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What is Procedural Fairness?

Procedural fairness means fairness in the procedures followed when arriving at an administrative decision. It is a principle that is fundamental to the administration of justice and a person can file an appeal and get a decision overturned on the basis that procedural fairness was not observed.

When procedural fairness has been denied, the decision made is invalid regardless of whether or not the decision itself was fair or correct.

When is there a duty to accord procedural fairness?

Administrative decision makers are required to accord procedural fairness before making a decision that will affect a person’s rights, interests or legitimate expectations.

Administrative decisions are decisions by government departments, such as decisions on visa applications, housing applications, Centrelink matters and taxation matters.

Procedural fairness may not apply where a decision affects so many people that it amounts to a legislative act. A duty to afford procedural fairness can be excluded by legislation. However, legislation will generally be interpreted in a way that is consistent with a duty to afford procedural fairness.

What does procedural fairness involve?

What is required to be done in the interests of procedural fairness depends on the nature of the matters at issue. Parties must be given a reasonable opportunity to present their case. What constitutes a reasonable opportunity depends on the circumstances.

The High Court has stated that ‘the expression “procedural fairness” …conveys the notion of a flexible obligation to adopt fair procedures which are appropriate and adapted to the circumstances of the case’ (per Mason J in Kioa v West).

Procedural fairness usually involves two requirements.

The fair hearing rule

The fair hearing rule means that the decision maker must give a person the opportunity to be heard before making a decision that affects them.

A fair hearing usually means:

  • giving the person prior notice that a decision affecting their interest will be made;
  • disclosing the critical issues to be addressed and any information that is credible, relevant and significant to deciding them; and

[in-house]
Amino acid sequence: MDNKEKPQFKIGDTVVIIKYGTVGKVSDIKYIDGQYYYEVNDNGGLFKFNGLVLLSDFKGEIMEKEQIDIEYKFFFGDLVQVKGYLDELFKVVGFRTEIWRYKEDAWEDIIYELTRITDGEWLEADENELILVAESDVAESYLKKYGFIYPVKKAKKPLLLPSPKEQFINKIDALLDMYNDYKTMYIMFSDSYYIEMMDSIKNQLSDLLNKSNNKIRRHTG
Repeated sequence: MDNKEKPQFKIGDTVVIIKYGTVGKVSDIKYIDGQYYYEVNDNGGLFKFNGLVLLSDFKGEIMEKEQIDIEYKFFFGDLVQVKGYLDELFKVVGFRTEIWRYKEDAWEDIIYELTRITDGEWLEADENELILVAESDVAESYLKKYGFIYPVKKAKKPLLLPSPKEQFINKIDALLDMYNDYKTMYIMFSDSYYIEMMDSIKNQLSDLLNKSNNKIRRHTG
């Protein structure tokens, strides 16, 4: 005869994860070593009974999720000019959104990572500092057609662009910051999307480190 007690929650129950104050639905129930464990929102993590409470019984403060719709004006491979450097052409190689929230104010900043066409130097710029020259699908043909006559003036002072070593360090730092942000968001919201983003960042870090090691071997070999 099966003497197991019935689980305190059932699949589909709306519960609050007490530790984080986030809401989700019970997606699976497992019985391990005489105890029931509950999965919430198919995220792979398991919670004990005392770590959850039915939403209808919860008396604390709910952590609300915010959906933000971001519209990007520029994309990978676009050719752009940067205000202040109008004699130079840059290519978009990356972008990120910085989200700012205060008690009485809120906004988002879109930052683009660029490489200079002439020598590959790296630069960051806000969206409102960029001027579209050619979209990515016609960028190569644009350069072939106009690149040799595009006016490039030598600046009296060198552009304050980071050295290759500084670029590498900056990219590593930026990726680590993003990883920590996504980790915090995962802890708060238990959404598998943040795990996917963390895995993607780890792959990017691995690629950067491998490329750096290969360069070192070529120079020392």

• conducting a substantive hearing (oral or written) where the person is given a reasonable opportunity to present a case. Whether an oral hearing is required will depend on the circumstances. In some circumstances, there will be a duty to allow the person to be legally represented at the hearing.

The rule against bias

The rule against bias means that the decision maker must not be biased in a way that prevents them from making an objective and impartial decision. A decision maker must be free of actual bias as well as any apprehension of bias.

Whether a decision maker is biased is to be determined by the standards of a hypothetical fair minded lay observer who is informed of the circumstances.

When may procedural fairness be reduced?

The extent of what must be done in the interests of procedural fairness can be greatly reduced in some circumstances. An example of this is when the issue of national security comes into play in making an adverse security assessment by ASIO.

Courts have held that in such a case, where there is a prejudice to national security, the duty to disclose the critical issues on which an administrative decision will turn ‘is reduced, in practical terms, to nothingness.’

Conversely, where the decision will have particularly serious consequences for the person affected, very detailed procedural requirements must be adhered to.

Fair process vs fair outcome

Procedural fairness means a fair hearing, not a fair outcome. Procedural fairness can be found to be have been afforded even where the decision was not fair. Conversely, there can be a failure of procedural fairness even where the decision eventually made was fair, if the process followed to arrive at it was unfair. This means that a decision that is ‘right’ may still be overturned on the basis that it was made contrary to the requirements of procedural fairness.

Judicial review of administrative decisions in concerned with the decision-making process and not with the decision.

Former High Court Chief Justice Murray Gleeson once wrote, ‘Fairness is not an abstract concept. It is essentially practical. Whether one talks in terms of procedural fairness or natural justice, the concern of the law is to avoid practical injustice.’

If you require legal advice or representation in an immigration law matter or in any other legal matter please contact Go To Court Lawyers.


Fernanda Dahlstrom

Fernanda Dahlstrom has a Bachelor of Laws, a Bachelor of Arts and a Master of Arts. She also completed a Graduate Diploma in Legal Practice at the College of Law in Victoria. Fernanda practised law for eight years, working in criminal defence, child protection and domestic violence law in the Northern Territory. She also practised in family law after moving to Brisbane in 2016.

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